Driving in the City

I drive a lot around this city of mine, which in reality is a cluster of 16 cities all huddled together near the mouth of Pasig River on the eastern coast of Luzon island. Metro Manila is my ‘hood, yo, and negotiating the maze of streets is almost second nature to me.

It is, however, a nightmare to get around if you don’t know exactly where you’re going, and how you’re going to get there. I have a few friends who shy away from meeting up if they’ve never been to the venue or area, and I still get lost on occasion. No, wait, I don’t get lost. I just temporarily find myself in a different location from where I want to be. 😉

Today I attempted to get to the Manila Diamond Hotel where my mom is booked because she’s attending a medical society conference. I’m not familiar with establishments and roads in the Roxas Boulevard area, so I attempted to use Google Maps to find an acceptable route.

Turns out, I know the ins and outs Manila better than Google Maps. I was driving on Gil Puyat (Buendia) heading towards Roxas Boulevard, but Google Maps told me to take a U-turn and head back to EDSA, and only at the endpoint of EDSA would I be able to get onto Roxas. The Buendia route I was already on was shorter and more straightforward, so I ignored Google Maps. By doing so, I also avoided the usual horrendous traffic build-up near the EDSA-Taft intersection.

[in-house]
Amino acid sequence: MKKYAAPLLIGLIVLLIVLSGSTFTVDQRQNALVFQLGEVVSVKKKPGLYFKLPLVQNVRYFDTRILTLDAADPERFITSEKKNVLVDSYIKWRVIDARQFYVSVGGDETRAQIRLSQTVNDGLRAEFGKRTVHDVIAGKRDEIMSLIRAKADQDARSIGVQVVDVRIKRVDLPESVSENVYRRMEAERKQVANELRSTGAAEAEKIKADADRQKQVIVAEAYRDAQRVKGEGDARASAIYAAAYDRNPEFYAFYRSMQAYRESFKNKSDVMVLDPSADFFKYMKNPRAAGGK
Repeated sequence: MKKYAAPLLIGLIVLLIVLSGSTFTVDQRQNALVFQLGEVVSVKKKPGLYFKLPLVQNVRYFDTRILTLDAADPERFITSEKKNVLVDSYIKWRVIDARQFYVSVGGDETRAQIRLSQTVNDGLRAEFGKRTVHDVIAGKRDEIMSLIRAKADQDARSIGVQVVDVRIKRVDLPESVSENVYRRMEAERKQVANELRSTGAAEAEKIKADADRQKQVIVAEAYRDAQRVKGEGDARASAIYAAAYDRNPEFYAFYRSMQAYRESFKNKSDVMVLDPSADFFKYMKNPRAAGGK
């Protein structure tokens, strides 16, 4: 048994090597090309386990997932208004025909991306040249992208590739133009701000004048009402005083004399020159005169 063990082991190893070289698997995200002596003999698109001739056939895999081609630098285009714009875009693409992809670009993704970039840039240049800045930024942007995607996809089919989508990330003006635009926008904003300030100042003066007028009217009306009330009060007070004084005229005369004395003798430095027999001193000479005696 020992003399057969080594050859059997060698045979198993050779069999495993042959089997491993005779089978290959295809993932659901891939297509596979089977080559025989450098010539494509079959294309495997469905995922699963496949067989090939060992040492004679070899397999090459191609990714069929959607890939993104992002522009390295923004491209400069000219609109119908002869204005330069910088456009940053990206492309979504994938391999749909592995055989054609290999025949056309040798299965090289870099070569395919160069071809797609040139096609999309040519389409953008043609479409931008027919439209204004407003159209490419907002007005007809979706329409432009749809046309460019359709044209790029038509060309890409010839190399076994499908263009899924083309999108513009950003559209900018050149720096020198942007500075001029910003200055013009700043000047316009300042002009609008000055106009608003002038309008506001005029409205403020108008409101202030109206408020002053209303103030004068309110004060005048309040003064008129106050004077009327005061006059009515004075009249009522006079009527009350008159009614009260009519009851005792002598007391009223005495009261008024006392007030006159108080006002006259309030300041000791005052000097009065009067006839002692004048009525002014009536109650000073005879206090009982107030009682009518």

Traffic’s another thing you’ve got to master when getting around Metro Manila. I’m thankful there’s a handy smartphone app from the Metro Manila Development Authority (MMDA) which shows you at a glance how heavy traffic is on major roads, particularly C-5 and EDSA. But only the uninitiated would take these roads during rush hour (which is actually rush two-, three-, or four-hours, depending on whether there was an accident or if it rained).

The roads less traveled parallel to the national highways can cut hours off travel time. You may already have traveled those roads before, but would never have connected them together into an alternate route unless you take a chance on them. There was one time I picked my mom up from the airport in Pasay and was driving her northbound to her office in Greenhills. A huge traffic jam had built up on EDSA-Guadalupe, so I took the off-ramp towards Rockwell/Estrella Street. From there, we took a bridge over the Pasig River, wove through the streets of Mandaluyong, and emerged on Wilson Street in Greenhills just a kilometer away from our destination. It had only taken us 30 minutes to negotiate, and in a city where it takes an hour to get anywhere, that’s major.

I do wish there were a way to get around the city faster, cheaper, and environmentally-friendlier than driving a car. I hope I live to see the day an extensive rail line and efficient public transport can get me around town. Or someday maybe I could even bike to work safely?

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